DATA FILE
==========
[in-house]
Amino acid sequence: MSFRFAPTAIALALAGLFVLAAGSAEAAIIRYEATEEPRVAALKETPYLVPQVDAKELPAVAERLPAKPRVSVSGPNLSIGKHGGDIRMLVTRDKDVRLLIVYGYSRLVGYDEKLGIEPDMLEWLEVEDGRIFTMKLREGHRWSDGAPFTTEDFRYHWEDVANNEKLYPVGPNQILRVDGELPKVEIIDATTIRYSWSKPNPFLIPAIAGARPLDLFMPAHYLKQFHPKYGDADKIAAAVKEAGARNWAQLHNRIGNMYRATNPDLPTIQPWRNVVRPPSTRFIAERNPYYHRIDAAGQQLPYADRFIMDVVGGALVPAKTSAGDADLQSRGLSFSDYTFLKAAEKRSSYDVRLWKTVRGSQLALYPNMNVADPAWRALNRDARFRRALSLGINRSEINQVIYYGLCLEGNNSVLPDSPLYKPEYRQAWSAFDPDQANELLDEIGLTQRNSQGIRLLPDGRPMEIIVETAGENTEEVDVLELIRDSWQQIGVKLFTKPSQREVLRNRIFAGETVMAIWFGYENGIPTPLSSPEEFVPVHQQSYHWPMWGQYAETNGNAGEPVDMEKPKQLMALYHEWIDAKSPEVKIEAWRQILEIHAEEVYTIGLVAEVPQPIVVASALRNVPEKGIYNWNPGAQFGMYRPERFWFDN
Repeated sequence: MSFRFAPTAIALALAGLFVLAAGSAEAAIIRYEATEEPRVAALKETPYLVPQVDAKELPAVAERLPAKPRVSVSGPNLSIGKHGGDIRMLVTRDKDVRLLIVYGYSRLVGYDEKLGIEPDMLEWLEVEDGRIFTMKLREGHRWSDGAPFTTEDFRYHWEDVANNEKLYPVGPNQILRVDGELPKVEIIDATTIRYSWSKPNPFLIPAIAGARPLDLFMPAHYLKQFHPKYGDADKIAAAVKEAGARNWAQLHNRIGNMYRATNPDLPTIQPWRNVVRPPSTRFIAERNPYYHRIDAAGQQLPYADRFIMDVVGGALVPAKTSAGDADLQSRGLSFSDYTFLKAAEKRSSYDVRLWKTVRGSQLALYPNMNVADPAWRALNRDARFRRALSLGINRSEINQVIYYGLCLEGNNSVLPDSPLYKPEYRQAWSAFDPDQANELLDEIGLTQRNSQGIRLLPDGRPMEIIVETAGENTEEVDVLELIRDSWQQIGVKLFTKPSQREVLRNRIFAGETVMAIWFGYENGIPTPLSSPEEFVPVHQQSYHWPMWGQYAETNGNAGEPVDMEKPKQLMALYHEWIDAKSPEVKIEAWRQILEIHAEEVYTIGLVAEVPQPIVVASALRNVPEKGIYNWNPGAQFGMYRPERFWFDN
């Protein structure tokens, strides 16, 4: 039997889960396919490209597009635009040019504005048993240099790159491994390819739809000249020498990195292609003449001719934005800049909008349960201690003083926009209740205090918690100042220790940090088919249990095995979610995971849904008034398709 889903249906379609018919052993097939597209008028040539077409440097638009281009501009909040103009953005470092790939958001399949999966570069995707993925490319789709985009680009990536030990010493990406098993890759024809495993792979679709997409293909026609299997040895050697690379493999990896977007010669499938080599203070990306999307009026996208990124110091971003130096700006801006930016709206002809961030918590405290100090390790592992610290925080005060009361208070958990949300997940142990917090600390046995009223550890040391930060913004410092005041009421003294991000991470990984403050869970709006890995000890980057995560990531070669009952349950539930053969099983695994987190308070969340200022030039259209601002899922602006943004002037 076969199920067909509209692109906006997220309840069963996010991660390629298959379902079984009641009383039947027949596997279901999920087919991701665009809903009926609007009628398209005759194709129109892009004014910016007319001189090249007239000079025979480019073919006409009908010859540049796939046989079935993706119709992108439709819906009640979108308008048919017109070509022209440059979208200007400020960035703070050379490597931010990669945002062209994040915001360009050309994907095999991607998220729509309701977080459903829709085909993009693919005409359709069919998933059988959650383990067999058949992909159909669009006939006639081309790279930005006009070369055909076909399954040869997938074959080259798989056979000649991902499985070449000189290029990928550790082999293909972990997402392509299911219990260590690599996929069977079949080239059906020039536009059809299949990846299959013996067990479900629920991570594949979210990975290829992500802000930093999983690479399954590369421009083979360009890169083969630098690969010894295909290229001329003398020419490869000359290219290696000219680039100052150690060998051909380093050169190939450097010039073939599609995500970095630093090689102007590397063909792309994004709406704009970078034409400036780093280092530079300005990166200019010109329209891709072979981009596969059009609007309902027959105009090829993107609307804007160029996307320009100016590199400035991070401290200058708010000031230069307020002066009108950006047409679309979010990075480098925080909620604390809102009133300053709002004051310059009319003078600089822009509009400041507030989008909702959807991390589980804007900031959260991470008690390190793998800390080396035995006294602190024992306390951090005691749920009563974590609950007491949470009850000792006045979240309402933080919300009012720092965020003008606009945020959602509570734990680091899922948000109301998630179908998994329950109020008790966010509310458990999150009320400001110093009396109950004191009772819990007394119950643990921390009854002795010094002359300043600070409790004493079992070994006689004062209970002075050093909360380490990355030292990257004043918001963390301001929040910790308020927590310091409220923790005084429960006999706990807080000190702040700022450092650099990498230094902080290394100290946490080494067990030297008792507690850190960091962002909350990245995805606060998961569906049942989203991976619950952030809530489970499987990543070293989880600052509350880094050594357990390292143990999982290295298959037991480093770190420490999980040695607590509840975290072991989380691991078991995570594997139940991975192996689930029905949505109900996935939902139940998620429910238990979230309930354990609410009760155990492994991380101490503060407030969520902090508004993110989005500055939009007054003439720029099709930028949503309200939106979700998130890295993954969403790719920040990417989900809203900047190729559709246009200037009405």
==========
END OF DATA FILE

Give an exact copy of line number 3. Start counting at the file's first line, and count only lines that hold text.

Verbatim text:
Repeated sequence: MSFRFAPTAIALALAGLFVLAAGSAEAAIIRYEATEEPRVAALKETPYLVPQVDAKELPAVAERLPAKPRVSVSGPNLSIGKHGGDIRMLVTRDKDVRLLIVYGYSRLVGYDEKLGIEPDMLEWLEVEDGRIFTMKLREGHRWSDGAPFTTEDFRYHWEDVANNEKLYPVGPNQILRVDGELPKVEIIDATTIRYSWSKPNPFLIPAIAGARPLDLFMPAHYLKQFHPKYGDADKIAAAVKEAGARNWAQLHNRIGNMYRATNPDLPTIQPWRNVVRPPSTRFIAERNPYYHRIDAAGQQLPYADRFIMDVVGGALVPAKTSAGDADLQSRGLSFSDYTFLKAAEKRSSYDVRLWKTVRGSQLALYPNMNVADPAWRALNRDARFRRALSLGINRSEINQVIYYGLCLEGNNSVLPDSPLYKPEYRQAWSAFDPDQANELLDEIGLTQRNSQGIRLLPDGRPMEIIVETAGENTEEVDVLELIRDSWQQIGVKLFTKPSQREVLRNRIFAGETVMAIWFGYENGIPTPLSSPEEFVPVHQQSYHWPMWGQYAETNGNAGEPVDMEKPKQLMALYHEWIDAKSPEVKIEAWRQILEIHAEEVYTIGLVAEVPQPIVVASALRNVPEKGIYNWNPGAQFGMYRPERFWFDN